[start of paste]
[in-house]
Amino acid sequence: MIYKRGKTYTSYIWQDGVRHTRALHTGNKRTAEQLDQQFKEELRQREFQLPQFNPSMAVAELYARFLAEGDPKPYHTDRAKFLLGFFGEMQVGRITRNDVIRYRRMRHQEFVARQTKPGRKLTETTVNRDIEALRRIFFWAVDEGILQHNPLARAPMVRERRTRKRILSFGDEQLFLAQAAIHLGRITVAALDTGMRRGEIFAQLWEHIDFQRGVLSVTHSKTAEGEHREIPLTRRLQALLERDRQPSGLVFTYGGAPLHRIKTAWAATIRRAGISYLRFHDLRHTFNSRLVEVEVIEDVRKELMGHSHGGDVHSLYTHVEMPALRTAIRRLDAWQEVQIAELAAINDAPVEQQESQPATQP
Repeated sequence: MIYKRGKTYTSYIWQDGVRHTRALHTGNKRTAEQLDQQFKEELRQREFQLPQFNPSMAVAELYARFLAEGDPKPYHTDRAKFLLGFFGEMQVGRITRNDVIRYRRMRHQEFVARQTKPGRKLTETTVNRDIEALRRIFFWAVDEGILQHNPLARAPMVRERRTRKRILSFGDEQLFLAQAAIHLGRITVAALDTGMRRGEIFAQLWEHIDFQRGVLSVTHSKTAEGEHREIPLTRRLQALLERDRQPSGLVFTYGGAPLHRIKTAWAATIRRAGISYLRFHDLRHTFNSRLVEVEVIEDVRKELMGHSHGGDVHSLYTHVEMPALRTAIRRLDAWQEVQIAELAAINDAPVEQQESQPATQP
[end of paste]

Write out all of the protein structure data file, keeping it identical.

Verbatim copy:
[in-house]
Amino acid sequence: MIYKRGKTYTSYIWQDGVRHTRALHTGNKRTAEQLDQQFKEELRQREFQLPQFNPSMAVAELYARFLAEGDPKPYHTDRAKFLLGFFGEMQVGRITRNDVIRYRRMRHQEFVARQTKPGRKLTETTVNRDIEALRRIFFWAVDEGILQHNPLARAPMVRERRTRKRILSFGDEQLFLAQAAIHLGRITVAALDTGMRRGEIFAQLWEHIDFQRGVLSVTHSKTAEGEHREIPLTRRLQALLERDRQPSGLVFTYGGAPLHRIKTAWAATIRRAGISYLRFHDLRHTFNSRLVEVEVIEDVRKELMGHSHGGDVHSLYTHVEMPALRTAIRRLDAWQEVQIAELAAINDAPVEQQESQPATQP
Repeated sequence: MIYKRGKTYTSYIWQDGVRHTRALHTGNKRTAEQLDQQFKEELRQREFQLPQFNPSMAVAELYARFLAEGDPKPYHTDRAKFLLGFFGEMQVGRITRNDVIRYRRMRHQEFVARQTKPGRKLTETTVNRDIEALRRIFFWAVDEGILQHNPLARAPMVRERRTRKRILSFGDEQLFLAQAAIHLGRITVAALDTGMRRGEIFAQLWEHIDFQRGVLSVTHSKTAEGEHREIPLTRRLQALLERDRQPSGLVFTYGGAPLHRIKTAWAATIRRAGISYLRFHDLRHTFNSRLVEVEVIEDVRKELMGHSHGGDVHSLYTHVEMPALRTAIRRLDAWQEVQIAELAAINDAPVEQQESQPATQP